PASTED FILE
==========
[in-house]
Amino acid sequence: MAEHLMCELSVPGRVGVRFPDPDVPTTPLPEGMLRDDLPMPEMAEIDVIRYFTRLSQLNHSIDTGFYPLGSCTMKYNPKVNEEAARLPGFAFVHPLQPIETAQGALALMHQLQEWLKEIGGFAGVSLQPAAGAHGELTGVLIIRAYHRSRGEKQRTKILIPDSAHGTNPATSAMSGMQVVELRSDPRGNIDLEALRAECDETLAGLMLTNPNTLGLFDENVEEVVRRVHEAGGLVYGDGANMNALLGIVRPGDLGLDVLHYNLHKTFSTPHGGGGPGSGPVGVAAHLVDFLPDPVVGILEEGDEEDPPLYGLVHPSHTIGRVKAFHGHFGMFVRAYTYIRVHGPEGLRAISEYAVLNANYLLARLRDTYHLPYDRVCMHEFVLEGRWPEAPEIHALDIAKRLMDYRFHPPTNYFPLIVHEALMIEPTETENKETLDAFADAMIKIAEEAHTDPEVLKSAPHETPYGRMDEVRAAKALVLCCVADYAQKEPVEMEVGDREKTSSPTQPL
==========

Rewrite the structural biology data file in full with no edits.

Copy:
[in-house]
Amino acid sequence: MAEHLMCELSVPGRVGVRFPDPDVPTTPLPEGMLRDDLPMPEMAEIDVIRYFTRLSQLNHSIDTGFYPLGSCTMKYNPKVNEEAARLPGFAFVHPLQPIETAQGALALMHQLQEWLKEIGGFAGVSLQPAAGAHGELTGVLIIRAYHRSRGEKQRTKILIPDSAHGTNPATSAMSGMQVVELRSDPRGNIDLEALRAECDETLAGLMLTNPNTLGLFDENVEEVVRRVHEAGGLVYGDGANMNALLGIVRPGDLGLDVLHYNLHKTFSTPHGGGGPGSGPVGVAAHLVDFLPDPVVGILEEGDEEDPPLYGLVHPSHTIGRVKAFHGHFGMFVRAYTYIRVHGPEGLRAISEYAVLNANYLLARLRDTYHLPYDRVCMHEFVLEGRWPEAPEIHALDIAKRLMDYRFHPPTNYFPLIVHEALMIEPTETENKETLDAFADAMIKIAEEAHTDPEVLKSAPHETPYGRMDEVRAAKALVLCCVADYAQKEPVEMEVGDREKTSSPTQPL